No, LA Times, Socialism Will Not Be The Future of Comedy

Alex Christy
4 min readOct 4, 2021

The Los Angeles Times asks “can the future of the comedy be found in socialism?” I would say no, but you probably want more than a one word answer, so allow me to explain.

Per the article, it is not just the emergence of co-op improv clubs, but also the nature of jokes and who is telling them:

In the wake of nationwide George Floyd protests against police brutality and systemic racism combined with pandemic fears, practically no industry, including comedy, was spared from having its shortcomings on matters of diversity aired in public. A number of local stages were downsized before the pandemic, including geek culture hub Meltdown and iO West.

In July of last year, more than a dozen local comics told The Times that Los Angeles stages were plagued with problems of institutionalized racism, driven by a white-led power structure that marginalized diverse voices. Grievances on social media and petitions were sent to theaters such as Groundlings, Upright Citizens Brigade and Chicago’s now-shuttered iO.

Political comedy is always an uphill climb. It is almost always just another form of preaching to the choir. Why do you think all the late night hosts are being beat by Fox News’ Greg Gutfeld? Because the late night comedians are not that funny. They are just preachers.

Stephen Colbert made his name playing a satirized conservative. Now that he is just himself, he is just another liberal who sometimes tells jokes, not a comedian who happens to be a liberal. Seth Meyers is even worse, he will daily take time out of his “comedy” show to do a “closer look” which is really just a diatribe against Republicans, conservatives, Fox News, or Joe Manchin. There is no humor in it except for some eccentric metaphors. One could go on, but you get the point. Laughter has been replaced by an audience that just claps and applauds when the host disses a Republican.

Students of comedy on the left will usually say that good and true comedy is about punching up and making the powerful squirm. Not only does this leave out entire non-political, non-societal fields of jokes (like puns), the problem for lefty comics is that, as much as they may deny it, the left controls just about every institution in America. They control the culture, the education system, the news media, they currently control all three elected parts of the government, and they control corporations. If you doubt me on that last one, just look how easily corporations bend the knee to whatever the left’s latest grievance or “anti-racist” fad is.

So, they do not punch down, they just punch. Certainly insult comedy (which is different from a roast) can be funny and be used to make a political point, but it usually has very limited appeal. To use an example from the other side of the aisle, why did the left not laugh at Trump’s name calling? I think you know the answer.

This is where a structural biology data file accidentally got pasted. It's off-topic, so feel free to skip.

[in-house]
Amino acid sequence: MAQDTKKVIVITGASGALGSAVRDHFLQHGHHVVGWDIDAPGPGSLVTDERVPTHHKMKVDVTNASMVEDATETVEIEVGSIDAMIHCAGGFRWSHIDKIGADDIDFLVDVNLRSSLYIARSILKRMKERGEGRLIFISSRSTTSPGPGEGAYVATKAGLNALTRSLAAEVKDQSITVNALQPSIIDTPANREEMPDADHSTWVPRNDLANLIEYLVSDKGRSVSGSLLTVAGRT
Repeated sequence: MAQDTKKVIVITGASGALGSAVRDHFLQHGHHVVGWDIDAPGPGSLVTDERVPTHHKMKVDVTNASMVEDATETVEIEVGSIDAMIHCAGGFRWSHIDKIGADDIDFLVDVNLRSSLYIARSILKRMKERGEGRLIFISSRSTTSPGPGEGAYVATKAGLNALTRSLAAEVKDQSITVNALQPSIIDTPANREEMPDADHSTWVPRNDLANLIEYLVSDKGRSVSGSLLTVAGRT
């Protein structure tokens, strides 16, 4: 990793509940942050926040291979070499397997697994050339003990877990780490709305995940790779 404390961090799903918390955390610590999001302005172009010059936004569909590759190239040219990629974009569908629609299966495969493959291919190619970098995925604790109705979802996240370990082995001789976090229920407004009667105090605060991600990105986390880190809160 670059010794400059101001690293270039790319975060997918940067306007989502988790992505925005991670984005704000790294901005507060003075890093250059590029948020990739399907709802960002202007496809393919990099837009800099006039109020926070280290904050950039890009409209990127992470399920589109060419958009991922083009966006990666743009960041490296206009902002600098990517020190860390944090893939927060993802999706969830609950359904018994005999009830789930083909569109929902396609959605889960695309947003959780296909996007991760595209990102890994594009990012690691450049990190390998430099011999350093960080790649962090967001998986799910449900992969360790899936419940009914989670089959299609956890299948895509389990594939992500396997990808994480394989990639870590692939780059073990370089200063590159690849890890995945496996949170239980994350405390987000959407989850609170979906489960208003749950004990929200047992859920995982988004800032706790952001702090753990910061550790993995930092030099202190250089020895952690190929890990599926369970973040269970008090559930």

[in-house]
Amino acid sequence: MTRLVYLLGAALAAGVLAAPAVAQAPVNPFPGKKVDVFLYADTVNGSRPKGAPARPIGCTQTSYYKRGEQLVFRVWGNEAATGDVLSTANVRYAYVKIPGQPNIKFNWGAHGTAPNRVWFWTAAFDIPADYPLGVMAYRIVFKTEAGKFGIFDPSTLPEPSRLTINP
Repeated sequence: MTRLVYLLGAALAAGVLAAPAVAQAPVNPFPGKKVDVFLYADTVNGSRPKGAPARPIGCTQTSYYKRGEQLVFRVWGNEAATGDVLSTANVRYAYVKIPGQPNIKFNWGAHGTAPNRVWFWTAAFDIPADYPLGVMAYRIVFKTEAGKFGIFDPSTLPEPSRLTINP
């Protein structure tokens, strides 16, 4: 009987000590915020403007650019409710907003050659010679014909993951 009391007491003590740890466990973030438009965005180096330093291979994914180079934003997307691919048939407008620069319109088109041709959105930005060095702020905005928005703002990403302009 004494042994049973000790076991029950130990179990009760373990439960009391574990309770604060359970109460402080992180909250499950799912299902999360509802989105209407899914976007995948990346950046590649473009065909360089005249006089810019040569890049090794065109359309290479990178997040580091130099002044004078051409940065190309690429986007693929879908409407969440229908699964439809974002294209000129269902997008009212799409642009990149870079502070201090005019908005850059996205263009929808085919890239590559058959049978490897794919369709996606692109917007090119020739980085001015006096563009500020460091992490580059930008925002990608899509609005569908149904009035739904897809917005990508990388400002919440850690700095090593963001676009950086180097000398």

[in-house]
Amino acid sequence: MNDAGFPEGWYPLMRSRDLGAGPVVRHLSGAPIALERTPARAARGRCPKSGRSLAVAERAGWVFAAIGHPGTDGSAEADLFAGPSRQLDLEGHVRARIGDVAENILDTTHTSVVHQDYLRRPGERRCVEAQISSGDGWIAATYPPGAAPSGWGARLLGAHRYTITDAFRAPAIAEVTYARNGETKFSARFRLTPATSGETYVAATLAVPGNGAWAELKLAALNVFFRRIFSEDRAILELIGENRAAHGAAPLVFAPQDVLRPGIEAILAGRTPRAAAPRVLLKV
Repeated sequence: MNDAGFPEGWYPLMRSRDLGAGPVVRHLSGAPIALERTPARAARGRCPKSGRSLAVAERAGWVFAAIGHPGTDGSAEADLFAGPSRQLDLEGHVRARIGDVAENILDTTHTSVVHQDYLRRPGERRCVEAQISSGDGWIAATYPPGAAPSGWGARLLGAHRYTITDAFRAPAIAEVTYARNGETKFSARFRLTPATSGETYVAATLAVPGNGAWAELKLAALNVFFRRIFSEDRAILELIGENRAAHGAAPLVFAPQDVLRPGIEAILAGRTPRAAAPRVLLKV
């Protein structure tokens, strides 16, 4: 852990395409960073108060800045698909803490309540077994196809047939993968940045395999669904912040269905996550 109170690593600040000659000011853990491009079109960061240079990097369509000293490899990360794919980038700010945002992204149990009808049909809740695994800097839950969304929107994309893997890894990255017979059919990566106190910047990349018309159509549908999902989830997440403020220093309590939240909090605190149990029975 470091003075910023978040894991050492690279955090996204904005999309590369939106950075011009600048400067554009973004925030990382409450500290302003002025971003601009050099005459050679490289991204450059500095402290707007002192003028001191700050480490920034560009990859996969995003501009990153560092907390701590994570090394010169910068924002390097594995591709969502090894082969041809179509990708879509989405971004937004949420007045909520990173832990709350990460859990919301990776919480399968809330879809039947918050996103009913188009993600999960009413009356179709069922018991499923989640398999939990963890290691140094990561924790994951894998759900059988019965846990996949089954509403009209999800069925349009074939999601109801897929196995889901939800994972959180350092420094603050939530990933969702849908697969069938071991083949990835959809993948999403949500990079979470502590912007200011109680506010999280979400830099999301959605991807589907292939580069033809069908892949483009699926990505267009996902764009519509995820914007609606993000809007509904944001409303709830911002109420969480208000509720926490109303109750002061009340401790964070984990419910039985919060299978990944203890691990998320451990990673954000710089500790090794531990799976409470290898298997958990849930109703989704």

Comedy is becoming increasingly difficult for the left, because they are increasingly self-serious. Back in the day, the left could poke at certain societal taboos and get a sort of Freudian laugh out the crowd. Nowadays, those taboos are not really taboos anymore, but they have been replaced not by Puritanical conservatives ones, but by leftist ones.

When you have a “silence is violence” worldview, everything becomes politicized. When you see a racist behind every corner, nothing is funny, even when the point of the joke is to laugh at the racist (see Comedy Central removing the Diversity Day episode of The Office.) You could include “sexist” jokes as well. Good nature teasing between the sexes is part of what makes male-female relationships fun, but if everything is perceived to be malicious misogyny, then you do become a humorless scold.

The Times quotes Jessica “JZ” Zepeda:

‘What’s important to me is to be solution-orientated,’ Zepeda says. ‘If someone [screws] up on stage, we’re not going to kick them out. There’s going to be accountability. We tell people to act better, and give them no tools. We need to have sensitivity training.’

Presumably these socialist comedians will need to be politically correct. Yawn.

If we look on the right, The Babylon Bee skewers the left on a daily basis, but it became popular not by being a conservative satire site, but being a Christian satire sight that was self-referential. The Bee succeeded because it was able to tear through the perception that Christians and conservatives are a bunch of uptight, humorless scolds. Even as The Bee becomes increasingly political and targets the left, it is still more self-referential and willing to go after conservatives than late night comedians are willing to go after the left.

Another reason The Bee succeed, where previous Christian and conservative attempts at comedy failed, is because, consciously or unconsciously, they know that that “funny” and “serious” are not opposites. They can be funny by making in-jokes about Church culture and still take their faith seriously. The true opposite of funny is tragedy. The opposite of serious is flippancy and flippancy, according to Uncle Wormwood, is the lowest (from his upside down perspective, the best) form of laughter as it involves laughing at virtue.

Any attempt to impose an overly political orthodoxy onto jokes will inevitably run into the first problem. If you can avoid this problem, you still risk being preachy. This is why socialists will not save comedy. Nobody wants a lecture on Marx when they want to laugh. If they do, then they already agree with you.

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Alex Christy

Writing about politics and other interesting things. Contributing Writer to NewsBusters. Member of YAF’s National Journalism Center’s Spring 2019 class.